So there are a number of us who are working on the issue. The fact that I`m the leading co-sponsor on the lynching legislation is true, but it does not necessarily tell the whole story on other Republicans who are engaged in the process of making sure that we have a level playing field in the criminal justice space.
BRENNAN: So, you`re going to deliver their votes on your lynching bill?
SCOTT: Well, I`m not going to ever say that I`m going to deliver anything that I cannot guarantee that I`m going to deliver.
I am confident that I will have more than just myself as a Republican on the bill. This show will actually bring more Republicans on board by the time we`re finished than I did before we started.
SCOTT: So thank you very much for that.
BRENNAN: Republicans like to refer to themselves as the party of Lincoln.
Do you think that that legacy is being compromised by the party of Trump?
SCOTT: I don`t.
I think we are going through some hard times, without any question. The rhetoric is not always helpful. And the fact of the matter is, the rhetoric comes from both sides. We can -- I can name some congress members on the left who have said some poisonous and toxic things.
And I can certainly name folks on the right who have done the same thing. So the truth of the matter is, the party of Lincoln, I think, is in fact standing strong in many ways. Criminal justice is a clear example. The opportunities zones was legislation supported by my friends on the other side, but none of them in the end voted for it.
Frankly, it was passed on all Republican votes. And now I have a lot of friends on the other side who are excited about it. There are strong signs that, from the White House to the both houses of Congress, that we are making progress as the party of Lincoln.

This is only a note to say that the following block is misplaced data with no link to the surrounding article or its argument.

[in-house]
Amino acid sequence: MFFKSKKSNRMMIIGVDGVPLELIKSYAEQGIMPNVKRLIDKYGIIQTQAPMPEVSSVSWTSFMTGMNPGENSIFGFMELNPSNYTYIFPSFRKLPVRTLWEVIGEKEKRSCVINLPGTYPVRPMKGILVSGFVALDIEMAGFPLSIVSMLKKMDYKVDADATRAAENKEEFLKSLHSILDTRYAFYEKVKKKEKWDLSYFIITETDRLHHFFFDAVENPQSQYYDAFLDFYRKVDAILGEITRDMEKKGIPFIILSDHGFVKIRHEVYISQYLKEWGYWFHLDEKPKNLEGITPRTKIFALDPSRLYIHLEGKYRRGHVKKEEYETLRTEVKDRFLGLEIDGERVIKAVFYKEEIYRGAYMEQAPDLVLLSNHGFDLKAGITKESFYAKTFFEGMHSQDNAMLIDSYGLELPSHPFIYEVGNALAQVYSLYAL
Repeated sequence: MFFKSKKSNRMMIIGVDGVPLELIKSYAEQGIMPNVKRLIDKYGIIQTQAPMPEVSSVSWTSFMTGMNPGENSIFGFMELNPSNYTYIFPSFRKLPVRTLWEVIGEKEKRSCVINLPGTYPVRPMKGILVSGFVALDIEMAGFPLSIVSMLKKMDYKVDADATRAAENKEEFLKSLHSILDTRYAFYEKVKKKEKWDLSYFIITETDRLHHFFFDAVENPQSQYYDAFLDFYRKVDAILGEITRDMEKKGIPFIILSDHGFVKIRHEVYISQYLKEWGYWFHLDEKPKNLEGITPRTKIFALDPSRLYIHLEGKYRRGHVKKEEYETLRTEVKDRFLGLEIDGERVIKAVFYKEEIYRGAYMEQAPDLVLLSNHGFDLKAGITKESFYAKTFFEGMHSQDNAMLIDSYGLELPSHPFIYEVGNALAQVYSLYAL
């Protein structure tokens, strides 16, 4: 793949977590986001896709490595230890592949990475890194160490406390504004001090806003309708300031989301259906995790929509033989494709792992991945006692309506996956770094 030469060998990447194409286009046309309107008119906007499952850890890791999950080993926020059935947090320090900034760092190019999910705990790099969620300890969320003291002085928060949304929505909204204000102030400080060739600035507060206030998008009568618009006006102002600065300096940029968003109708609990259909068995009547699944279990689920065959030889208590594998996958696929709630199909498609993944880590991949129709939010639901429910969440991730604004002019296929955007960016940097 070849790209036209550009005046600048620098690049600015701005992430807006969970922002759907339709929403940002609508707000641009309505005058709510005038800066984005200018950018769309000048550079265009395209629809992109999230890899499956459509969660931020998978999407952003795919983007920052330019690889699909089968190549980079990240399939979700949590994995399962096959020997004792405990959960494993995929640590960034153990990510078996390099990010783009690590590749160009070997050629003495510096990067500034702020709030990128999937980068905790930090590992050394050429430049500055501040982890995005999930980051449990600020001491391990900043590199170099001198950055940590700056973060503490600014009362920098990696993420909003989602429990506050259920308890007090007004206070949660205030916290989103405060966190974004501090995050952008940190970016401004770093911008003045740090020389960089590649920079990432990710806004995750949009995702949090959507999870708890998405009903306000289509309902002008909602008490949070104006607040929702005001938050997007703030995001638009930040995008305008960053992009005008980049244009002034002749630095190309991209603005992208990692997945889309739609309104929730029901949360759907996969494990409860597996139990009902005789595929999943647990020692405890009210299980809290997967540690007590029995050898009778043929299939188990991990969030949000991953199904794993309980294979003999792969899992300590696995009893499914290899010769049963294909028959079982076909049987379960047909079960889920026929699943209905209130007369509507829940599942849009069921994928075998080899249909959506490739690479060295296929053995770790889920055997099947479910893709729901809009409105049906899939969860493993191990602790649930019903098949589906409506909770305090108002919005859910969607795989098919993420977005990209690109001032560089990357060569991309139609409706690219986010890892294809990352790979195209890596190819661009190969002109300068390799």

But the fact of the matter is that I`m more interested and more concerned with the progress of one nation and one American family than I am just the Republican Party.
I`m not first a Republican. I`m first an American. And my goal is to make sure that each and every American has a chance to experience their full potential. And that means, sometimes, you have to walk alone. Sometimes, you have to say things that may not be popular.
And that`s necessary in the times in which we live.
BRENNAN: Do you think the current debate over integration into this country, the travel ban as well, that has hints in the president`s rhetoric of racism?
SCOTT: Well, I think the president is looking to secure this -- secure the nation.
There`s no question that some folks took offense to some of his tweets or things that he said. I think Mia Love spoke out against it. I perhaps had a comment or two about countries "blank-holes."
I don`t think that`s helpful, without question. I`m not sure that was specifically racial. I think it was just not help -- not helpful and offensive.
For me, I think the president`s approach is clear on the issue of immigration. I was surprised, and perhaps pleasantly surprised, when the president suggested that he was willing to allow 1.8, 1.9 million DACA-eligible folks to come into this -- stay in the country and find a path to permanence.
The truth of the matter is that the DACA number is about 800,000 people. So when the president announced a number that was a million higher than the actual folks that are eligible for DACA, that, to me, was a good sign that he was willing to negotiate.
Unfortunately, sometimes, the Democrat seem to me more enamored with the issue than the solution. And that`s a problem we ought to solve.
BRENNAN: I really appreciate you coming on the program today and talking to us and sharing your thoughts.
SCOTT: Have a great day.
BRENNAN: And we will be back in a moment.
BRENNAN: Be sure to join us next week on FACE THE NATION, when we will be looking at the role of women in the 2018 midterms, both as candidates and as voters.
We will talk with New York Democratic Senator Kirsten Gillibrand out on the campaign trail. That`s next Sunday on FACE THE NATION.